Additional technical factors to be considered in these studies regards the use of only a single microarray per strain/treatment group and the possibility of SNPs affecting microarray probe performance. Although arrays were derived from pooling tissue across 4–5 animals, technical variance could have influenced our results. We believe that such variance would have likely only degraded expression correlations and done so partially given the number of strains used for the genetic correlation analysis. In particular, identification of overlapping trans-eQTL for many genes within a given paraclique (Figs. 5 and S6) is strong evidence for the technical rigor of these studies since such genetic correlations would have been severely affected by technical variance. Regarding potential SNPs affecting hybridization results, this issue was discussed in Methods and a complete list of SNPs identified in probes is included in Table S8. Since our analysis largely focused on ethanol-regulated gene expression and the S-score analysis would cancel out any SNP effect (since both control and ethanol treated samples would be affected), we chose not to eliminate SNP containing probes from our analysis but did penalize them during candidate gene ranking (see Methods).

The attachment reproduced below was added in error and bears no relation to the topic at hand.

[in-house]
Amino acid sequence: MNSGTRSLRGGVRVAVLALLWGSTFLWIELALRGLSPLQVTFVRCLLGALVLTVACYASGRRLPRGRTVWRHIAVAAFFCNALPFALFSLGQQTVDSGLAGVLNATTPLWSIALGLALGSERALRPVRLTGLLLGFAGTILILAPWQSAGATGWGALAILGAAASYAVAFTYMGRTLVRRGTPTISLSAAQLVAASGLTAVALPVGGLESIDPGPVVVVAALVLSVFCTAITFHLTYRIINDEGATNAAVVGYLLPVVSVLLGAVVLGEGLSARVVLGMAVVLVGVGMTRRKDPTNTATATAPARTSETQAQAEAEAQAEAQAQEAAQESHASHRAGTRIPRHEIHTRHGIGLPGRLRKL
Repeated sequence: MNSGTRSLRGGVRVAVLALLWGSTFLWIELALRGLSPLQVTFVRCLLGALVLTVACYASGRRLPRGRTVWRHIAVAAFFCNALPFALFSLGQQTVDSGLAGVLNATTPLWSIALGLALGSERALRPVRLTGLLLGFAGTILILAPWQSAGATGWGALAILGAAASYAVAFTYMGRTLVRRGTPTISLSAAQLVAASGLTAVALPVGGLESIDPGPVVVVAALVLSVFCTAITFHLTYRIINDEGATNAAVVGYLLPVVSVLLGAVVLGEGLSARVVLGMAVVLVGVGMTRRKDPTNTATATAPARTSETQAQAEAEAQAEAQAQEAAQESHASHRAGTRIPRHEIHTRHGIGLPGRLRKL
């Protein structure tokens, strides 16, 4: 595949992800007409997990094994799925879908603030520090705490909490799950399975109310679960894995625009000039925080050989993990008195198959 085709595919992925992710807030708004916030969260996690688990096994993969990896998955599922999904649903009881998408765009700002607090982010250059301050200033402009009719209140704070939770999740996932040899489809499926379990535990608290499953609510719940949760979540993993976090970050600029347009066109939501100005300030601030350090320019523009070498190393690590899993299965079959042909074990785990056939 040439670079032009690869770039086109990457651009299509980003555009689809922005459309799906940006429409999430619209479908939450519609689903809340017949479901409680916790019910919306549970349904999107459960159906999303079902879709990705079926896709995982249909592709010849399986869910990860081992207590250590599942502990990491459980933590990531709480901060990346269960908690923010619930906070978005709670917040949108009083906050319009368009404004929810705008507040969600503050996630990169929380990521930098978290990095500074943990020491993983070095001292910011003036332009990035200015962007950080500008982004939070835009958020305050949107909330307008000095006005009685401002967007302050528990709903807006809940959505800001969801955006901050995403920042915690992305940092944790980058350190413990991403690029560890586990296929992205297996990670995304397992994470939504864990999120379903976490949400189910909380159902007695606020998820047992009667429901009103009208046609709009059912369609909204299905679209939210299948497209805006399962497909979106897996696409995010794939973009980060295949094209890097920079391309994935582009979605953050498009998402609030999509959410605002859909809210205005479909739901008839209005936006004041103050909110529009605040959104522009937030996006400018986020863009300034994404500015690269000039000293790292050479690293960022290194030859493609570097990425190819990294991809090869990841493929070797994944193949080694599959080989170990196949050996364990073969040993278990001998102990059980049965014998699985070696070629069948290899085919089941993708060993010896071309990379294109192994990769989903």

This genetic analysis of ethanol-responsive gene expression allowed extension beyond dichotomous gene lists, to the spectrum of acute ethanol transcriptional responses influenced by naturally occurring polymorphisms segregating in the BXD strains. This approach identified gene groups having by a wide range of differential expression profiles: including genes such as Npas4, which was consistently up-regulated by ethanol, and Gabrb2, whose response entailed up-regulation, down-regulation and no change, depending on the subset of strains (Figure 2). Such a range of expression changes highlights the complex role of genetic background in modifying molecular responses to acute ethanol exposure.